Rokatenda volcano erupts in Indonesia, killing 6 | News | DW | 10.08.2013
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Rokatenda volcano erupts in Indonesia, killing 6

A volcano has erupted in Indonesia, killing six. Mount Rokatenda has shown increased volcanic activity since October last year, with authorities banning people from coming within 3 kilometers (2 miles) of its crater.

The photo taken from the Maurole district of East Nusa Tenggara province with a camera phone shows Mount Rokatenda volcano spewing a huge column of hot ash during an eruption on August 10, 2013. The volcano erupted in central Indonesia on August 10, spewing hot ash and rocks high into the air and killing five people, an official said. Mount Rokatenda, on the tiny island of Palue, sent fast-moving red-hot ash onto a nearby beach, leaving three adults and two children dead, said vulcanology centre head Surono. AFP PHOTO (Photo credit should read STR/AFP/Getty Images)

Indoenesien Rokatenda Vulkan Vulkanausbruch 10.08.2013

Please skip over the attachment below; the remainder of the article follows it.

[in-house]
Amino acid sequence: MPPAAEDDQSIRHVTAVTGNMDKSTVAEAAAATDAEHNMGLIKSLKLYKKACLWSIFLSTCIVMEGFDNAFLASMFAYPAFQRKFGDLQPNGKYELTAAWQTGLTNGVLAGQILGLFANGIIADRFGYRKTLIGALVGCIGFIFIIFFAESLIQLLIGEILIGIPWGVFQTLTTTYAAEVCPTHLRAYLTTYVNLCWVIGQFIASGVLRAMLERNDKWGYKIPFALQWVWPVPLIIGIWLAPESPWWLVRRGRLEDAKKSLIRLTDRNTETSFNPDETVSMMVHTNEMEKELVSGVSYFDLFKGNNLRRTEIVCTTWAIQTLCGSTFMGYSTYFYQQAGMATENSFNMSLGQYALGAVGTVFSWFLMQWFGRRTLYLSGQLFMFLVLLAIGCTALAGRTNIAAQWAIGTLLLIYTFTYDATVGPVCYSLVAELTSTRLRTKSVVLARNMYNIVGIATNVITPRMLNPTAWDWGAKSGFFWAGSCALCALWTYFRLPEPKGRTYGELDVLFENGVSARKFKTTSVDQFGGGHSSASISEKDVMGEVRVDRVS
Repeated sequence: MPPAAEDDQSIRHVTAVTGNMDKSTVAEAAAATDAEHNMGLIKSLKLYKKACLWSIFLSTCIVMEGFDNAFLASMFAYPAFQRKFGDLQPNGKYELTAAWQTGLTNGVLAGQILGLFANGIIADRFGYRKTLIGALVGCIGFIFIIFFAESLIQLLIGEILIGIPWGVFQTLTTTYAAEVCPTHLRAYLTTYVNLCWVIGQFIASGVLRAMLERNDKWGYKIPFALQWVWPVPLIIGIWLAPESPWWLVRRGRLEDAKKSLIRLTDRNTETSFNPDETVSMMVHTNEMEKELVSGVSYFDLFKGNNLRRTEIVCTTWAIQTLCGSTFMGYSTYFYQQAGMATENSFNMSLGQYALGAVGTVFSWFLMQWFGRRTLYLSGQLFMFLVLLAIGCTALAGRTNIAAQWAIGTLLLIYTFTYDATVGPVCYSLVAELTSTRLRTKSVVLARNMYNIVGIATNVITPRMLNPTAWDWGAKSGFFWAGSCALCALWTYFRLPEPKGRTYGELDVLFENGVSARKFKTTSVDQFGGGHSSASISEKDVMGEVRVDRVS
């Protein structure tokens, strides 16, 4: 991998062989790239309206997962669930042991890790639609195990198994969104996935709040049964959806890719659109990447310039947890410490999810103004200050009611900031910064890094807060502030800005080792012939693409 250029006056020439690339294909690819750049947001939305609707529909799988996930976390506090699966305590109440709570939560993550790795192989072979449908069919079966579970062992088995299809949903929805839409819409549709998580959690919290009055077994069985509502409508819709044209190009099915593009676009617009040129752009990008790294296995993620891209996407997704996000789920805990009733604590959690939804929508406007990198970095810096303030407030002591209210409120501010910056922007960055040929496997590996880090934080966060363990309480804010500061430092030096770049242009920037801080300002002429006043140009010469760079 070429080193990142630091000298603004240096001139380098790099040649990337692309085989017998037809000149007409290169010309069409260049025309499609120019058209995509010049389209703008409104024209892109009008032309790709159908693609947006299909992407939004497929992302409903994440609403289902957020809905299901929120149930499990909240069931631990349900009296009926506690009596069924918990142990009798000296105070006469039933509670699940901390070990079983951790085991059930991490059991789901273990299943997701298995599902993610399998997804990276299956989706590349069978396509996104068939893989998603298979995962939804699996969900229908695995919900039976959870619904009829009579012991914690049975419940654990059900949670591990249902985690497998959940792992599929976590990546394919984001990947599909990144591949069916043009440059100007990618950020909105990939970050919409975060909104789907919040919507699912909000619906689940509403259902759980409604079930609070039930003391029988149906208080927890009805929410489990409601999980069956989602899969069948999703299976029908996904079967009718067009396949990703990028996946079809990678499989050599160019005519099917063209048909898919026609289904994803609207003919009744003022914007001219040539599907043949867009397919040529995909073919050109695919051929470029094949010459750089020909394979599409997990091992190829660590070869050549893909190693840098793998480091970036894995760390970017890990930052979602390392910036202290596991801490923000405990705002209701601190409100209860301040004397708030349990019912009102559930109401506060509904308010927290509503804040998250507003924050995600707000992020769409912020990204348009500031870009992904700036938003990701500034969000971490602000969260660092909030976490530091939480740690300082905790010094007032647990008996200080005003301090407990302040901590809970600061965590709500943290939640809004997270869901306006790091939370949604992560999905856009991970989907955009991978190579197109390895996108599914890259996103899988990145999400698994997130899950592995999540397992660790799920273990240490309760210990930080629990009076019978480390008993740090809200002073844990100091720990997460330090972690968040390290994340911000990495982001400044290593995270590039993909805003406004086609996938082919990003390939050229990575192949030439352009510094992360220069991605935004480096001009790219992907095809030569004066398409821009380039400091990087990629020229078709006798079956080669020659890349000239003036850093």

Rokatenda, on the island of Palue, sent huge clouds of ash 2 kilometers (about 1 mile) into the air on Saturday said Surono, a vulcanology center head on the island of Java. Like many Indonesians, Surono goes by one name. He told the news agency AFP that rescue efforts had proved difficult "because the area is still very hot."

Searchers found three adults aged between 58 and 69 dead, along with three children aged between 5 and 8, said Johannes Berchmans, the head of the disaster management agency in Sikka district. "They were swept away by hot lava when they were asleep on Punge beach," he told AFP.

The volcano began erupting at 4:27 a.m. Saturday (2027 GMT Friday) and continued for nearly four hours, Surono said. Authorities had previously evacuated nearly 3,000 people from the island because of the volcanic activity, leaving about 8,000 before Saturday's eruption, according to Berchmans.

"Tomorrow our staff will go from area to area to pick up anyone willing to leave the island," Berchmans said.

Part of the Sikka district in East Nusa Tenggara province, Palue sits just north of Flores island in the Indonesian archipelago, which comprises more than 17,000 islands and dozens of active volcanoes atop the major tectonic fault lines known as the "Ring of Fire" between the Pacific and Indian oceans. Indonesia's most active volcano, Mount Merapi in central Java, killed more than 350 people in a series of eruptions in 2010.

mkg/mz (AFP, dpa, AP)